The Consumers’ Association of Penang (CAP) urges the Kedah State Government, Drainage and Irrigation Department (DID) and Baling District Office to investigate the cause of flash floods that recently occurred in Ulu Legong.
The flash flood had seriously affected more than 15 families here wherein their belongings were destroyed or damaged.
Besides Kampung Ulu Legong, five other villages that were affected and faced emergency situation due to the flash flood which occurred two weeks ago were Kampung Siput, Kampung Batu 48, Kuala Kedua, Bukit Sebelah and Kampung Baru.
The affected villagers claimed that the flash flood was caused by logging activities nearby. The logging activity had caused the river water in the village to be polluted with mud and had turned red.
Similar floods have occurred previously but none as bad as the recent floods. Some villagers had suffered damages and destruction to their belongings amounting to RM2,000.
CAP is concerned by this incident and hope that immediate action will be taken by the relevant parties to address it.
CAP believes that if the problem is left unresolved, the environment and lives of the residents in these six villages will be threatened more seriously in the future.
Strict law enforcement by the authorities is needed and severe penalties should be imposed on those who were found to have triggered and caused the flash flood.
CAP also requests the Forestry Department of Kedah to investigate the villagers’ claims that the flash flood here was caused by logging activities. The findings of the investigation must be made public so that the exact cause of the flash flood here is disclosed.
Children are more vulnerable to carcinogens than are adults. Children have many more years of life ahead of them after a toxic exposure in which to develop a tumour.
Malignant transformation is a slow process. Children's ability to detoxify environmental chemicals is not fully developed. They lack certain mechanisms possessed by adults that enhance the removal of toxic chemicals from the body.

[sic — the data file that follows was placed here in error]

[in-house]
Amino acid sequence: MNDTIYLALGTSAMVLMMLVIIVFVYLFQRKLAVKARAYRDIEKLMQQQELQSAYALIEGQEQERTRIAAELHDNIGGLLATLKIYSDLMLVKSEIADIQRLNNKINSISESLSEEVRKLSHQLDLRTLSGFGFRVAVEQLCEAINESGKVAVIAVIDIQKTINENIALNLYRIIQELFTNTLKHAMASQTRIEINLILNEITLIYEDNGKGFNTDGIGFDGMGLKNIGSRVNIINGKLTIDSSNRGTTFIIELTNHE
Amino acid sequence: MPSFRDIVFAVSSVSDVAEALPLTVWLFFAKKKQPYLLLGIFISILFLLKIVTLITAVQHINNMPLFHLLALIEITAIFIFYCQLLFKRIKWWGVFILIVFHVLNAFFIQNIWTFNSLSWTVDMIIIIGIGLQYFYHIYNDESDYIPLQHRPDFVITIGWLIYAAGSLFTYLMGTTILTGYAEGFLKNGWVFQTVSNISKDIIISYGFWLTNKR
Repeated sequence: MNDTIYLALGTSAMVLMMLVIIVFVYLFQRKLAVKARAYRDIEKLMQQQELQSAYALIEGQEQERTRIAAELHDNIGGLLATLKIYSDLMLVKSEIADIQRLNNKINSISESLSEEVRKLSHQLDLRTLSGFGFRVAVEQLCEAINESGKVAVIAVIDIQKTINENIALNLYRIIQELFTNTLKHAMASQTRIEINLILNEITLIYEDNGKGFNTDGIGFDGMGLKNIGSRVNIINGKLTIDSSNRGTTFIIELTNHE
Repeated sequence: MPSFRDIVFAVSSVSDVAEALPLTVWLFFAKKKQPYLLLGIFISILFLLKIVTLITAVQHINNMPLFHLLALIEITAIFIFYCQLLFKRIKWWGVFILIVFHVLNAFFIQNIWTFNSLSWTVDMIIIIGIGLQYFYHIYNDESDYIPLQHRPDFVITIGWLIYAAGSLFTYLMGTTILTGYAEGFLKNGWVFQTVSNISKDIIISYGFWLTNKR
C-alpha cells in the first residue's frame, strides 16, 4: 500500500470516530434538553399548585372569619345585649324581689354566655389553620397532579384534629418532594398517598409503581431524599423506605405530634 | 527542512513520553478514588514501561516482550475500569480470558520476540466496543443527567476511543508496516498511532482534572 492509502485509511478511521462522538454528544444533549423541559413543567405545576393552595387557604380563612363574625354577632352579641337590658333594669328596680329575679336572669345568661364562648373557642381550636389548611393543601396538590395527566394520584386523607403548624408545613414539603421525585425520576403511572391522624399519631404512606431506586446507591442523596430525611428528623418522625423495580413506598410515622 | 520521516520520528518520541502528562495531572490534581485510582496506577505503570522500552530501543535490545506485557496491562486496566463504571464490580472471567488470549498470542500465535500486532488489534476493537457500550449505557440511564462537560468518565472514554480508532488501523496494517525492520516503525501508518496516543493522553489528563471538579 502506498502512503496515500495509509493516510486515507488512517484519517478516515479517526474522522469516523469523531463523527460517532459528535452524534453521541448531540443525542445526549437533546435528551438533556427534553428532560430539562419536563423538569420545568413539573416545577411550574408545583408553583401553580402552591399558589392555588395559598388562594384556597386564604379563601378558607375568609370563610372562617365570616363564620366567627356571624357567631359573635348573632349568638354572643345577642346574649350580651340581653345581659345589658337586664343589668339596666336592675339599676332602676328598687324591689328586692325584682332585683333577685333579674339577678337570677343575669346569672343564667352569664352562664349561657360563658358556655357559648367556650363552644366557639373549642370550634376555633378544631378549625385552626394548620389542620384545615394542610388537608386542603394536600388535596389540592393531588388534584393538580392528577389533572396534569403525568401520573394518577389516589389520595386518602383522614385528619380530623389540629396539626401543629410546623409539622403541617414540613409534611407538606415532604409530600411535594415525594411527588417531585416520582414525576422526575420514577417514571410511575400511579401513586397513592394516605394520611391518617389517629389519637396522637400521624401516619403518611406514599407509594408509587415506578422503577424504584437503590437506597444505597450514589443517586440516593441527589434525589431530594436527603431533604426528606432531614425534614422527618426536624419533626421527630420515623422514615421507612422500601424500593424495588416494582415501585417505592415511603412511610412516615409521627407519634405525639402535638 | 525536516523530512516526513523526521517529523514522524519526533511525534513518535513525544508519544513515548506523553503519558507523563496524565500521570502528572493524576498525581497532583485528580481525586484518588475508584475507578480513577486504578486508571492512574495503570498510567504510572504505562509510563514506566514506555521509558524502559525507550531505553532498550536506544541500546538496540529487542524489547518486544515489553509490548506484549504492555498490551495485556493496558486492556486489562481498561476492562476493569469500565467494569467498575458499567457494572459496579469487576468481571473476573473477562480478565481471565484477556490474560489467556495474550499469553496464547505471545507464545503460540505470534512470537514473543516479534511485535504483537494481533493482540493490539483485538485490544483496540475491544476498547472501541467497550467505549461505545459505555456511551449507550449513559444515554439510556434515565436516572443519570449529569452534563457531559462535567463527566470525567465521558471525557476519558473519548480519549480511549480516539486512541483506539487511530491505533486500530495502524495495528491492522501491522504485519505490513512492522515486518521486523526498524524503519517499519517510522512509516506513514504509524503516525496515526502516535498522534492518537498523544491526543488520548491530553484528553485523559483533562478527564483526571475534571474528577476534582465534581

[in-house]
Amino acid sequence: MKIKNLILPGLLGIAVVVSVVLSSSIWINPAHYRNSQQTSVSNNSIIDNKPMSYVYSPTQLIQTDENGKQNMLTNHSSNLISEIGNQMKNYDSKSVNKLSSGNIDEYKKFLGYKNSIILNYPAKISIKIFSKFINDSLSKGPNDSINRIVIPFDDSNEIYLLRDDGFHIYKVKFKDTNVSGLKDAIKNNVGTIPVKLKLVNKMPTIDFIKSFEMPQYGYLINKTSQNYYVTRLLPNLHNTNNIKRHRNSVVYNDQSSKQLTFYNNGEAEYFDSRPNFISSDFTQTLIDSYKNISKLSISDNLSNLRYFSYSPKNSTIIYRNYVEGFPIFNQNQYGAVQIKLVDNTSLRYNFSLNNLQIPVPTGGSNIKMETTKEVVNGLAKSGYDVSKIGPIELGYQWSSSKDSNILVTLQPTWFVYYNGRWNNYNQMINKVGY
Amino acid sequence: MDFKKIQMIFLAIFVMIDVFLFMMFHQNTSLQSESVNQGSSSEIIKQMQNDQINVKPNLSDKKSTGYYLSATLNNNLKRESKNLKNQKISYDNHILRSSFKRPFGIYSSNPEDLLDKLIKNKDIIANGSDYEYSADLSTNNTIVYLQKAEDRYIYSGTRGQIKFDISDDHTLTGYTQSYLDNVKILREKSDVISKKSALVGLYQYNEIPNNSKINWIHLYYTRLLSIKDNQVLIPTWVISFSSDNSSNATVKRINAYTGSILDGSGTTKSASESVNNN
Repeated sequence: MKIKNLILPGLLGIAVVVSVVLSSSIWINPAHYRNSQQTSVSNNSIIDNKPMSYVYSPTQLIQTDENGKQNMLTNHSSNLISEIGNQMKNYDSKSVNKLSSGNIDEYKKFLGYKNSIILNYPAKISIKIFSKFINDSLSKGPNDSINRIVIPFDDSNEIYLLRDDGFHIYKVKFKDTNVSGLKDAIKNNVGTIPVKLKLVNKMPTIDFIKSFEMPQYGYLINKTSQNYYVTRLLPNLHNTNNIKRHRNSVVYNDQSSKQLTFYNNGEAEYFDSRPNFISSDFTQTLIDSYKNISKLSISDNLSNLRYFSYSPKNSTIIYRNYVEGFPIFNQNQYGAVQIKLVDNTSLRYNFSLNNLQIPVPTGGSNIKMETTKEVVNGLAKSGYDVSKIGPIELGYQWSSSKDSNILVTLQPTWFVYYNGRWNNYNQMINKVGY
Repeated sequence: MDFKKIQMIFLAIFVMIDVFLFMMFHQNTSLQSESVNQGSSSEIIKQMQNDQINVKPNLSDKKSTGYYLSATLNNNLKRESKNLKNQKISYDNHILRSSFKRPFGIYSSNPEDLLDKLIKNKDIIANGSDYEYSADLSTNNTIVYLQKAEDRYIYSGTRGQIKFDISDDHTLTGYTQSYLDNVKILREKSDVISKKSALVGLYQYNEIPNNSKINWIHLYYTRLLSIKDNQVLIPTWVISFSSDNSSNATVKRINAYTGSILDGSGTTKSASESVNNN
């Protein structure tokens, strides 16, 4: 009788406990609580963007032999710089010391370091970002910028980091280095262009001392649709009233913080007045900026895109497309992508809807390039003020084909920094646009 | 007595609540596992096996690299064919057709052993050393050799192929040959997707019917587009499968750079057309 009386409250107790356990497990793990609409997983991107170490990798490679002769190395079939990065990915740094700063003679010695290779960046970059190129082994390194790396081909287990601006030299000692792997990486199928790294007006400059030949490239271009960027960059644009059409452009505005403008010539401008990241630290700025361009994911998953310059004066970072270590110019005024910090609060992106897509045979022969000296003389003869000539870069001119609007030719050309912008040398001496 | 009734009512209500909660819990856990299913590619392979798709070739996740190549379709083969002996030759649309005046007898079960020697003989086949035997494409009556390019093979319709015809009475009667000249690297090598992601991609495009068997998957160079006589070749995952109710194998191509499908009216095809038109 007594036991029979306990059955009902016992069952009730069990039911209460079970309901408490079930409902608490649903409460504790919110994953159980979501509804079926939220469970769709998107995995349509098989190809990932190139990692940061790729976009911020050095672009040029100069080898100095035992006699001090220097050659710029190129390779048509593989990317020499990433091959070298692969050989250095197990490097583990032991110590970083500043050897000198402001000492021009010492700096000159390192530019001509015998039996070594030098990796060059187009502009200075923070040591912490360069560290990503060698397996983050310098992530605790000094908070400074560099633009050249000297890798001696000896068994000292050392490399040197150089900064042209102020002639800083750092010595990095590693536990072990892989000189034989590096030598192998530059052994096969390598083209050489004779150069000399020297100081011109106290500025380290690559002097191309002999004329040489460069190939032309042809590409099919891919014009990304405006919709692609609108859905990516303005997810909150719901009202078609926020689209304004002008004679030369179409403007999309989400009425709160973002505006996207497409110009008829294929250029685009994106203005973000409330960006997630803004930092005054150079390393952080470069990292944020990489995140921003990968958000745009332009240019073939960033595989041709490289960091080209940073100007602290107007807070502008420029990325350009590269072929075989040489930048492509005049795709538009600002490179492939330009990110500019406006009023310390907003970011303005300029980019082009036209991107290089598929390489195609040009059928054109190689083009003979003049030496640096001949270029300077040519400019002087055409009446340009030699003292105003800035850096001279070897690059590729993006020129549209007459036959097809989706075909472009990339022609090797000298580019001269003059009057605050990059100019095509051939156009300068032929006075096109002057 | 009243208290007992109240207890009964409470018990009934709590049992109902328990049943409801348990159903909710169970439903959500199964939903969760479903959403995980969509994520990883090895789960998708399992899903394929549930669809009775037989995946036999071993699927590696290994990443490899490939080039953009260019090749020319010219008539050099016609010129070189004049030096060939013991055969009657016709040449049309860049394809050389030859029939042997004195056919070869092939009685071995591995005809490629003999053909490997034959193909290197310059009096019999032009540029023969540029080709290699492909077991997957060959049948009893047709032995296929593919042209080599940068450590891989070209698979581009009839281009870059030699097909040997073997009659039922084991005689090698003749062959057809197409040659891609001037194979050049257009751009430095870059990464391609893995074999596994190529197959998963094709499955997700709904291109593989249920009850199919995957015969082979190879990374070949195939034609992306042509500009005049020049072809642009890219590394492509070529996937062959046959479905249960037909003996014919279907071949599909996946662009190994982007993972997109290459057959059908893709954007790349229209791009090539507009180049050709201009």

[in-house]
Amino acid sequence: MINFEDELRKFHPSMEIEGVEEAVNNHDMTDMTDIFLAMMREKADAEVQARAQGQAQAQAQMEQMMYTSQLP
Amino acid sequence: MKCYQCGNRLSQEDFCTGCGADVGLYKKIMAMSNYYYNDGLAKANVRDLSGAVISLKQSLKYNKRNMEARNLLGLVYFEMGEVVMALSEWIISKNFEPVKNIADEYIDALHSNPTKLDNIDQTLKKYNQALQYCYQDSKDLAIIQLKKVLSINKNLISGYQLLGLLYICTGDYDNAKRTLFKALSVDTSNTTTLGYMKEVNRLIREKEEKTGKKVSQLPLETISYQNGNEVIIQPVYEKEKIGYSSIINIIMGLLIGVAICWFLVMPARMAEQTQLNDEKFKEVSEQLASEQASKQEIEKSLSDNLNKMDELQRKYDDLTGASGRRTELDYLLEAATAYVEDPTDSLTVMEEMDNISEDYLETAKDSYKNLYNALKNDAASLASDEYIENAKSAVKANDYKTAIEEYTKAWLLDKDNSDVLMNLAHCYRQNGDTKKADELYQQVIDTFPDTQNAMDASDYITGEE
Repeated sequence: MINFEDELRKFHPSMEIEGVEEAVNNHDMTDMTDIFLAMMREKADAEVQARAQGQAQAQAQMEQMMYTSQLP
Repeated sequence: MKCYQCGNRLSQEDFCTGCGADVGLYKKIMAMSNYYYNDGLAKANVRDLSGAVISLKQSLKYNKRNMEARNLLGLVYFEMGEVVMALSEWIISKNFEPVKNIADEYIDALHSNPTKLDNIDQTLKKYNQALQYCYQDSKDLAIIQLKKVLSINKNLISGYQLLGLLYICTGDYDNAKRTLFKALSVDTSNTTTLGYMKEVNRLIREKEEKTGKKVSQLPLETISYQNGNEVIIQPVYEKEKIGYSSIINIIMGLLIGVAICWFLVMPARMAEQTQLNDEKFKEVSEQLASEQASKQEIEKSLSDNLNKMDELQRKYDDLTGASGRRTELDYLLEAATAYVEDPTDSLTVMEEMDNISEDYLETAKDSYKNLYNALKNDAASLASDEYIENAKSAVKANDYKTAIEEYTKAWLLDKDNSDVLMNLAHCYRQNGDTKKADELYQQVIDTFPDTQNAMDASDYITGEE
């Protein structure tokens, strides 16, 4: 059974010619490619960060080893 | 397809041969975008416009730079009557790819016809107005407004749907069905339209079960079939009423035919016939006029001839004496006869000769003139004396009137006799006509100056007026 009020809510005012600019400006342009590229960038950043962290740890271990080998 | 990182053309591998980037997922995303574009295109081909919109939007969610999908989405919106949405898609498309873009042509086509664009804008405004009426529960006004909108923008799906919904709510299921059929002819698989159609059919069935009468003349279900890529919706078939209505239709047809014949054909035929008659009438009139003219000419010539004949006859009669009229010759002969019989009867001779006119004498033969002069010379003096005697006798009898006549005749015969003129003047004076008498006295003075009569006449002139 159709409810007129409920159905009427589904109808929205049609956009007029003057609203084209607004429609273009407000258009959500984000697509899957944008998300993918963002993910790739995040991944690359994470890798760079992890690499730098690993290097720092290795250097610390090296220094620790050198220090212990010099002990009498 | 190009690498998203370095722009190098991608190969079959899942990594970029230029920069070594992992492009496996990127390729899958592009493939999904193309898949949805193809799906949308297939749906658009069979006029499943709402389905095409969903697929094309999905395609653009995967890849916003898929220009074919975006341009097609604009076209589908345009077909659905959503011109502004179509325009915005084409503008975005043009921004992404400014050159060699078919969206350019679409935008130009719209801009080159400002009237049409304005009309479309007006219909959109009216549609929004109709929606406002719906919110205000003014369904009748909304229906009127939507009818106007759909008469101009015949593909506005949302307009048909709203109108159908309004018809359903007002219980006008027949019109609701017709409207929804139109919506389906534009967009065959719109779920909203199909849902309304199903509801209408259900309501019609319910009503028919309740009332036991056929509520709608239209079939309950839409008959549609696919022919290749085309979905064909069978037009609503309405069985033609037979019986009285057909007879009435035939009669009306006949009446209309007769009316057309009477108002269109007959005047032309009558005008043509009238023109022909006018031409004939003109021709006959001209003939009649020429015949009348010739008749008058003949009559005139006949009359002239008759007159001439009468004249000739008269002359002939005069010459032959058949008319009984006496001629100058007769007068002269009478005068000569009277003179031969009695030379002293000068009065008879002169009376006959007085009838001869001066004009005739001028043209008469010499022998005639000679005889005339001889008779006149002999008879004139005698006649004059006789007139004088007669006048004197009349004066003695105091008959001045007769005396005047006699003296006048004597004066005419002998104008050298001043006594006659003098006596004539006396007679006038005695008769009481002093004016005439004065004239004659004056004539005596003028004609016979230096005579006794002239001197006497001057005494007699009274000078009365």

Thus children's exposures to environmental carcinogens must be minimised.
There are many reasons why toxic chemicals are greater threats to children than to adults.
— Pound for pound, children breathe more air, drink more water and consume more food than adults. This higher rate of intake means that children will receive higher doses of whatever contaminants are present in the air, water or food.
(In the US, it has been estimated that children aged 1-5 eat 3-4 times more per unit of body weight than the average adult. Infants and children drink more than 2 1/2 times as much water daily as adults do as a percentage of body weight. And the air intake of a resting infant is twice that of an adult under the same conditions.)
— Children are also more susceptible to chemicals because of their smaller size. For example, a typical newborn weighs 1/20 of the weight of an adult male, but the infant's surface area is 1/8 as great. Therefore, the total area of skin that could be exposed to a chemical (by bathing in polluted water or rolling in dirt for instance) is 2 1/2 times as great per unit of body weight in the infant as in the adult.
— Children absorb a greater proportion of many substances from the intestinal tract or lung. For example, children take up approximately half of the lead that they swallow while adults absorb only about one-tenth.
— Children indulge in more hand-to-mouth activity than adults and transfer more foreign substances into their bodies through this route. Since children often play in the dirt, they are also closer to the source of many pollutants.
— Children's biology is different. Their immune system is less developed, and may be less protective. For some toxicants, the body has developed biochemical detoxifying mechanisms; in some instances, these are less developed in children.